the theme, “Experience the Pride,” Homecoming WithWith the theme, “Experience the Pride,” Homecoming 20122012 included a cadre of activities and began a partnership included a cadre of activities and began a partnership with with the the Wal-Mart for sponsorships. Events included the Gospel locallocal Wal-Mart for sponsorships. Events included the Gospel Extravaganza, the Café, and Gold Assembly, Extravaganza, Jazz Jazz in theinCafé, BlackBlack and Gold SpiritSpirit Assembly, Coronation, Alumni Assembly, and Parade. Coronation, Alumni Assembly, StepStep ShowShow and Parade. The The Golden the Mississippi University Golden LionsLions beat beat the Mississippi ValleyValley StateState University DeltaDelta Devils a terrific end an exciting Homecoming Devils 10-0 10-0 for a for terrific end to antoexciting week.week. Homecoming willheld be held October 12-19. All photos by Richard Redus. 20132013 will be October 12-19. All photos by Richard Redus.

The Coronation Ceremony featured The Coronation Ceremony featured an African Sahara theme and African an African Sahara theme and African dance choreographed by UAPB alumnus dance choreographed by UAPB alumnus Dorian Collier. Below, UAPB/AM&N Dorian Collier. Below, UAPB/AM&N Alumni Association President Calvin Alumni Association President Calvin Booker speaks during the Annual Alumni Booker speaks during the Annual Alumni thecode qr code Assembly. Assembly. scanscan the qr with with youryour

Homecoming Parade Homecoming Parade Alumni Sonya Diamond and Mr. MissMiss Alumni Sonya Diamond and Mr. Alumni Arthur Holmes the crowd Alumni Arthur Holmes wavewave to thetocrowd the Homecoming Parade. Diamond at theatHomecoming Parade. Mrs.Mrs. Diamond is a member the Atlanta chapter is a member of theofAtlanta chapter and and Mr. Holmes is president the Memphis Mr. Holmes is president of theofMemphis chapter. chapter.

 smartphone  smartphone or tablet to watch this event or tablet to watch this event on youtube . on youtube .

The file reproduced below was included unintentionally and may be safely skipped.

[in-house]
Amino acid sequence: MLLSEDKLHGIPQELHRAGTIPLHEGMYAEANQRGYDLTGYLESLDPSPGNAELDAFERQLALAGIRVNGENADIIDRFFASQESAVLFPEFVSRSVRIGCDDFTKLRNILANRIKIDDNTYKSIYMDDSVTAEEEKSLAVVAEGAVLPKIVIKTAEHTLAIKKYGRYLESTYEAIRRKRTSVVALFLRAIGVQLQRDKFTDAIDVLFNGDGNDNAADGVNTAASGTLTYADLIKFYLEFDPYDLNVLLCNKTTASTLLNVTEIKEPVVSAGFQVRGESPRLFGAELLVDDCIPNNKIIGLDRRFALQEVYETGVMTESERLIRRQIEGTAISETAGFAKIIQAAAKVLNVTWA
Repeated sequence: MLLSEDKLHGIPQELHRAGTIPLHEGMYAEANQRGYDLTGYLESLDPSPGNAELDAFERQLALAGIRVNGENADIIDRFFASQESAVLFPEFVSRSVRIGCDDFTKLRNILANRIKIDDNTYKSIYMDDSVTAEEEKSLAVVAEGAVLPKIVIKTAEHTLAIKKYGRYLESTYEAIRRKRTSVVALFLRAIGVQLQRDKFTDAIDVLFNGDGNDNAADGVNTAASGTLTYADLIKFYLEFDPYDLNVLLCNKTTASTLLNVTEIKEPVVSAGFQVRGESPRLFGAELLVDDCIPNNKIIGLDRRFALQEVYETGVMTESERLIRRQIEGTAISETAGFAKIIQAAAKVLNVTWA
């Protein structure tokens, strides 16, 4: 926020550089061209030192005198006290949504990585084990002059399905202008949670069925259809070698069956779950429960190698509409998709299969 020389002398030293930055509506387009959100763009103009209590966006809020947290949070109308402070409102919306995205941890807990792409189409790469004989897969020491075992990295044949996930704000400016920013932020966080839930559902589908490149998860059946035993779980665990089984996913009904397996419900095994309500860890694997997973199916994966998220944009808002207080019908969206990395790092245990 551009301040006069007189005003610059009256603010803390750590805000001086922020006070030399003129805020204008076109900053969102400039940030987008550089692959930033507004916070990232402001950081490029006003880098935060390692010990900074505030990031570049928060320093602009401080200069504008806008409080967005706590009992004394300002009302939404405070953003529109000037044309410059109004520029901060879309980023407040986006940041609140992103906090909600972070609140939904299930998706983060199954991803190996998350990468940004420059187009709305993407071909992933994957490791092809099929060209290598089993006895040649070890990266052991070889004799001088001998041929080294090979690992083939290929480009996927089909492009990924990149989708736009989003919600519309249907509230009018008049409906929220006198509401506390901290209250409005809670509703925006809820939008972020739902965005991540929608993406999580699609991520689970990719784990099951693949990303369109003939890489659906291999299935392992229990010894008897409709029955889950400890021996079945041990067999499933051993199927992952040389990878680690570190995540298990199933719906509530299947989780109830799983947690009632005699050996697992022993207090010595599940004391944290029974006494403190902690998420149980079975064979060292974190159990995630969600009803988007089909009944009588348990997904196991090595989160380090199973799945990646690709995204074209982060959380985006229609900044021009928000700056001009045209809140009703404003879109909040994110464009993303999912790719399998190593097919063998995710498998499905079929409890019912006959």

Homecoming Game Homecoming Game Ben Anderson prepares Ben Anderson prepares to throw a pass during to throw a pass during the game where UAPB the game where UAPB MVSU beat beat MVSU 10-010-0

Inaugural Edition Inaugural Edition




UAPB Interim Chancellor Calvin Johnson hands a degree holder to a graduate during Fall 2012 Commencement where Dr. Donald Bobbitt, below gave the address. . Photo: Richard Redus

LTC Jeff Foster speaks at the Military Ball during the 45th Anniversary Celebration of UAPB ROTC. Photo: Richard Redus

Luncheon Honoring Influential Women Thompson Hospitality Regional District Manager John Inman is pictured with Raulanda Watley, Miss UAPB (2nd from left) and luncheon honorees (l-r) Dr. Mary Benjamin, VC for Academic Affairs; Pine Bluff Mayor, Mrs. Debe Hollingsworth; and Mrs. Pauline Thomas, VC for Finance and Administration.

Chancellor Johnson is joined by Governor Beebe, Dr. Donald Bobbitt and others during the groundbreaking ceremony for the STEM Academy and Conference Center. The 29,000 sqft structure is expected to be complete by Spring 2014. Photo: Brian T. Williams.

U.S. Senator Mark Pryor gives the keynote address during Spring 2013 Commencement Exercises. Photo: Brian T. Williams.

Vivian Flowers, M.P.S., Director of Recruitment for Diversity at the University of Arkansas for Medical Sciences gave the keynote address at the Women’s Day Assembly. The theme for the two day celebration was “Empowering Women to Live Healthier, Happier Lives.” Photo: Richard Redus

Wal-Mart Stores donated a 40 foot trailer to the Marching Musical Machine of the Mid-South (M4) during the Wal-Mart Heart event for Jenkins Memorial Center adults. Photo: Brian T. Williams 12

PRIDE Magazine

Dr. Jelani Jabari, owner of Pedagogical Solutions, Inc. based in Detroit, MI speaks during the opening plenary at the 20th Annual Mary E. Benjamin Educational Access Conference. Photo: Richard Redus

Chancellor Johnson gives his address during Spring Convocation in the H.O. Clemmons Arena of the HPER Complex. Photo: Richard Redus



University of Arkansas at Pine Bluff ROTC celebrates 45 years By LTC Jeff Foster | MILITARY SCIENCE